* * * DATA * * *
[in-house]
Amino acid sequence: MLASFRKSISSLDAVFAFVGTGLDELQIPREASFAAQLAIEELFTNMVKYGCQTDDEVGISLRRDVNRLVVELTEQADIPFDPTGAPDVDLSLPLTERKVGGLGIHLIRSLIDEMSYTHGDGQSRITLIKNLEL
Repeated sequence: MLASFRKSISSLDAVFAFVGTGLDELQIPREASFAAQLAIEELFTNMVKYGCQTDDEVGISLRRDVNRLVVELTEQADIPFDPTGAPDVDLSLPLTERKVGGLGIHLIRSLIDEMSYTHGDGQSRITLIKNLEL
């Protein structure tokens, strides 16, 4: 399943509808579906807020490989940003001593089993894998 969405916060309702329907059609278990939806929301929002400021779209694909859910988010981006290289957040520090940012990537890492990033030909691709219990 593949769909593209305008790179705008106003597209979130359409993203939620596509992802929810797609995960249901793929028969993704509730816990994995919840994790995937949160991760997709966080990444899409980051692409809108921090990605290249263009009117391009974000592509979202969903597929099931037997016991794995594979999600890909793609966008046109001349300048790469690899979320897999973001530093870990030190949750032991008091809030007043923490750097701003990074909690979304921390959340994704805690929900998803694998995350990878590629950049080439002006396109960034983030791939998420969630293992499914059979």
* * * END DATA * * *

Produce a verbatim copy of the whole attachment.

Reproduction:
[in-house]
Amino acid sequence: MLASFRKSISSLDAVFAFVGTGLDELQIPREASFAAQLAIEELFTNMVKYGCQTDDEVGISLRRDVNRLVVELTEQADIPFDPTGAPDVDLSLPLTERKVGGLGIHLIRSLIDEMSYTHGDGQSRITLIKNLEL
Repeated sequence: MLASFRKSISSLDAVFAFVGTGLDELQIPREASFAAQLAIEELFTNMVKYGCQTDDEVGISLRRDVNRLVVELTEQADIPFDPTGAPDVDLSLPLTERKVGGLGIHLIRSLIDEMSYTHGDGQSRITLIKNLEL
């Protein structure tokens, strides 16, 4: 399943509808579906807020490989940003001593089993894998 969405916060309702329907059609278990939806929301929002400021779209694909859910988010981006290289957040520090940012990537890492990033030909691709219990 593949769909593209305008790179705008106003597209979130359409993203939620596509992802929810797609995960249901793929028969993704509730816990994995919840994790995937949160991760997709966080990444899409980051692409809108921090990605290249263009009117391009974000592509979202969903597929099931037997016991794995594979999600890909793609966008046109001349300048790469690899979320897999973001530093870990030190949750032991008091809030007043923490750097701003990074909690979304921390959340994704805690929900998803694998995350990878590629950049080439002006396109960034983030791939998420969630293992499914059979």